An expert from NASA discussed how the agency will be able to successfully operate an outpost on the Moon that humans can live in. According to the expert, establishing a human outpost will involve using the natural features of the Moon.

Dr Daniel Moriarty III, a postdoctoral lunar scientist at NASA, discussed the subject of lunar outposts the upcoming mission to the Moon during a Reddit Ask Me Anything event hosted by the agency.

NASA's Artemis Moon Mission

xEMU Suit
NASA's new Exploration Extravehicular Mobility Unit spacesuit NASA

For years, NASA has been planning to send astronauts on a new mission to the Moon for its new spaceflight program known as Artemis. As confirmed by NASA, the mission is slated to launch sometime in 2024, with the main objective of exploring the lunar south pole.

The upcoming mission will serve as the first time that humans will reach the moon since NASA's Apollo program, which ended in 1972. For the new lunar mission, NASA is looking to study the possibility of maintaining a sustained presence on the Moon. This will involve establishing a habitable outpost on the lunar surface.

Using Natural Lunar Features

Lunar Lander
Illustration shows the mid-sized lander on the lunar surface. NASA

During a previous Ask Me Anything Event on Reddit, scientists from NASA answered questions regarding the new Moon mission under the Artemis program. One of the subjects discussed during the event was the possibility of operating a human outpost on the Moon. According to Moriarty, NASA plans to make use of the existing natural features on the Moon for the outpost, which will certainly be easier constructing new structures or making drastic changes to the lunar surface.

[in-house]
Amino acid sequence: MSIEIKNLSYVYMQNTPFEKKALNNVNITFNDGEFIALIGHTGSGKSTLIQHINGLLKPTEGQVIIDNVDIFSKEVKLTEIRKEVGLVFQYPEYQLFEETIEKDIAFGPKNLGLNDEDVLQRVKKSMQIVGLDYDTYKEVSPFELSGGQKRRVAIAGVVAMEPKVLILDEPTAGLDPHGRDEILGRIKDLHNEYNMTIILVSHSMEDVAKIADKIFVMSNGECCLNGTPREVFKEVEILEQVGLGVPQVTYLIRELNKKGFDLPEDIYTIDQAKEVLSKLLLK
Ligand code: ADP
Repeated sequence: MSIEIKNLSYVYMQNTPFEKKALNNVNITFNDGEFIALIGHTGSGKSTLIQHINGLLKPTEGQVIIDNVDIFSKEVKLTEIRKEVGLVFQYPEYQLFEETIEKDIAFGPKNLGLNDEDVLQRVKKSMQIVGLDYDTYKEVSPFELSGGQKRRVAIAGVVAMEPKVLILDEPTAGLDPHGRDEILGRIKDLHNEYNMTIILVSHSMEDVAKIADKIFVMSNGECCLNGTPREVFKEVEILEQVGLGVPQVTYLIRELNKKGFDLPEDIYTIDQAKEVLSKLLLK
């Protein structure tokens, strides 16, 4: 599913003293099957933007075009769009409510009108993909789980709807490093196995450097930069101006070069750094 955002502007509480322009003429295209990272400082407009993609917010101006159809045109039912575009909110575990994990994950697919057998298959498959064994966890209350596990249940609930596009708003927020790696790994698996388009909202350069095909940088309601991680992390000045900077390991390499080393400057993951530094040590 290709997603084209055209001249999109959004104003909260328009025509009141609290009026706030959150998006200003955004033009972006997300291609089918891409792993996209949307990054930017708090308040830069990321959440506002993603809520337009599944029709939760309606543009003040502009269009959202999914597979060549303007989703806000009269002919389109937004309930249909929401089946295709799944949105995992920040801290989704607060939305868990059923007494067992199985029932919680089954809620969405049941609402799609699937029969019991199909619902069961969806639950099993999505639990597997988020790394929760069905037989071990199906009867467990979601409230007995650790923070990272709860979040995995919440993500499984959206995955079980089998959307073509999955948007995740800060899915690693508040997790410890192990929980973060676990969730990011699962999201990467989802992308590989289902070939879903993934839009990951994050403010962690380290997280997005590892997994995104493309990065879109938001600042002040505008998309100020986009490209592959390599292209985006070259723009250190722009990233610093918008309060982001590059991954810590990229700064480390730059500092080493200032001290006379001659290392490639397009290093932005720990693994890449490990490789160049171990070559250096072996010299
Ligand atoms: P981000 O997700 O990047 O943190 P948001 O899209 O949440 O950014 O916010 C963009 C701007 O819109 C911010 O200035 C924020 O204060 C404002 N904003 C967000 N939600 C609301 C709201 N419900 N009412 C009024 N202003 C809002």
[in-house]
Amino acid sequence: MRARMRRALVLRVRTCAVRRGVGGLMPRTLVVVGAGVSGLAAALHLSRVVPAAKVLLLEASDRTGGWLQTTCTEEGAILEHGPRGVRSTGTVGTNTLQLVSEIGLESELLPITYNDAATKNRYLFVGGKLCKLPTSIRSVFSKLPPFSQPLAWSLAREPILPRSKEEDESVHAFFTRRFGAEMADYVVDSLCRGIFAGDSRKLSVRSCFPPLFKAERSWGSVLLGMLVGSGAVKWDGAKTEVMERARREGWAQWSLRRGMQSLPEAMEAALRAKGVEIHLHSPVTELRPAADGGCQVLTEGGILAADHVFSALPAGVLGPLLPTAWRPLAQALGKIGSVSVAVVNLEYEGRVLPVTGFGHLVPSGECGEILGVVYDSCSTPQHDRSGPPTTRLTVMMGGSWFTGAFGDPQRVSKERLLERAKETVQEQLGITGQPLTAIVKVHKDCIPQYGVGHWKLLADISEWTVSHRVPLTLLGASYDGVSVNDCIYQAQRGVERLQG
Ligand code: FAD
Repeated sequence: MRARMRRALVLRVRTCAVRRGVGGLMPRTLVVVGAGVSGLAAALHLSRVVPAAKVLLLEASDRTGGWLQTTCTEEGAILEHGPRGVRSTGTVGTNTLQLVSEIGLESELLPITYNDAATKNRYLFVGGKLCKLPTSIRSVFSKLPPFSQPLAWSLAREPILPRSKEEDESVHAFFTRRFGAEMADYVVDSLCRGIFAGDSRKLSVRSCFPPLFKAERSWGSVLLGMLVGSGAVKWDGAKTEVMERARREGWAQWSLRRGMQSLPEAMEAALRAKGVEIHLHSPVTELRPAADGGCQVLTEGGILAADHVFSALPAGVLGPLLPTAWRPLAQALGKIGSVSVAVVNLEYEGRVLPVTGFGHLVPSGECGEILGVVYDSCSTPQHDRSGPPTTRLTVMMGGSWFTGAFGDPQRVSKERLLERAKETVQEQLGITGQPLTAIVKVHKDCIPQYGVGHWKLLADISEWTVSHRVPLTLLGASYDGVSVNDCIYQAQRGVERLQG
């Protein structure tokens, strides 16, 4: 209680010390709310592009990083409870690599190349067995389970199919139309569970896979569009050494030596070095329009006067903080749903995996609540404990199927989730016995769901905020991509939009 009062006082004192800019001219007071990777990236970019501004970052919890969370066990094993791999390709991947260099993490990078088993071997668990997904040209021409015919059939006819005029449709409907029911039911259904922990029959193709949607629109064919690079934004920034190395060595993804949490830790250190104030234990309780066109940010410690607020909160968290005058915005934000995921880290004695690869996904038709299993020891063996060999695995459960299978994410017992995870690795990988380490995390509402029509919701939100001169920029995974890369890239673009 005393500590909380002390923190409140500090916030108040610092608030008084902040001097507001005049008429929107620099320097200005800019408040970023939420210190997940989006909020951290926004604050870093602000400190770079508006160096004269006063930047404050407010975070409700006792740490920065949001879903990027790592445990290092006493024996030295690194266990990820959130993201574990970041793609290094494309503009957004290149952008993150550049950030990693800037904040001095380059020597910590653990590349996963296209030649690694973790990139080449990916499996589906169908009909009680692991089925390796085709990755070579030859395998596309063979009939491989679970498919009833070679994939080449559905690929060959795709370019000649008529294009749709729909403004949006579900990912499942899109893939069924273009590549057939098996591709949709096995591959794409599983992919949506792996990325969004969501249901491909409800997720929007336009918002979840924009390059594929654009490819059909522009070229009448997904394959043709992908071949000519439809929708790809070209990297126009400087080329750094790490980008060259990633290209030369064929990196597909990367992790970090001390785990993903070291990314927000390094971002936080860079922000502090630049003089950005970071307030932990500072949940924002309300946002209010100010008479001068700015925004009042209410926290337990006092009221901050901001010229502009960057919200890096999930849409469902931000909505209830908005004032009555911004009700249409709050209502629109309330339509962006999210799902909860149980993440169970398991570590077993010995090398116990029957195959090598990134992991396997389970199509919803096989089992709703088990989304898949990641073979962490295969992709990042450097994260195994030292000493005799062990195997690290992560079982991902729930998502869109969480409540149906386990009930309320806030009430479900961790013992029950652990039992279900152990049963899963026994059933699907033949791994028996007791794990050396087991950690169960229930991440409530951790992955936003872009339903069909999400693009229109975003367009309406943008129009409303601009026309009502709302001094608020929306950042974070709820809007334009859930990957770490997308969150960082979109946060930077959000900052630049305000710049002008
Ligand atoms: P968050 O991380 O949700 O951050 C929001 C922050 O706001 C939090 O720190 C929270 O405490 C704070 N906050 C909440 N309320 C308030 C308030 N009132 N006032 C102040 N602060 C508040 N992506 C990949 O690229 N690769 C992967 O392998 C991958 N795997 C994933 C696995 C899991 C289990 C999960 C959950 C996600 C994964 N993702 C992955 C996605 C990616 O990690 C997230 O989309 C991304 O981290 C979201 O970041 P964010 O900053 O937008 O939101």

"I don't think we're going to be able to change anything about the surface of the Moon much," the NASA scientist explained. "Instead, I think it makes sense to work within some of the structures and resources that are already there."

Possible Human Outpost Sites

As noted by Moriarty, NASA will most likely establish an outpost in a lunar region that's permanently covered by shadows. This would ensure that the area has accessible liquid water, which can be used to make spacecraft propellant. The scientist also said that the agency is looking into using the Moon's underground lava tubes since they can protect astronauts from the harsh conditions of space.

"It could be useful to establish a base near a permanently-shadowed polar region in order to take advantage of surface water that's there," Moriarty stated. "Alternatively, it could be interesting to set up shop within a pre-existing lava tube, which could provide astronauts with some shielding from temperature variations and incoming solar radiation."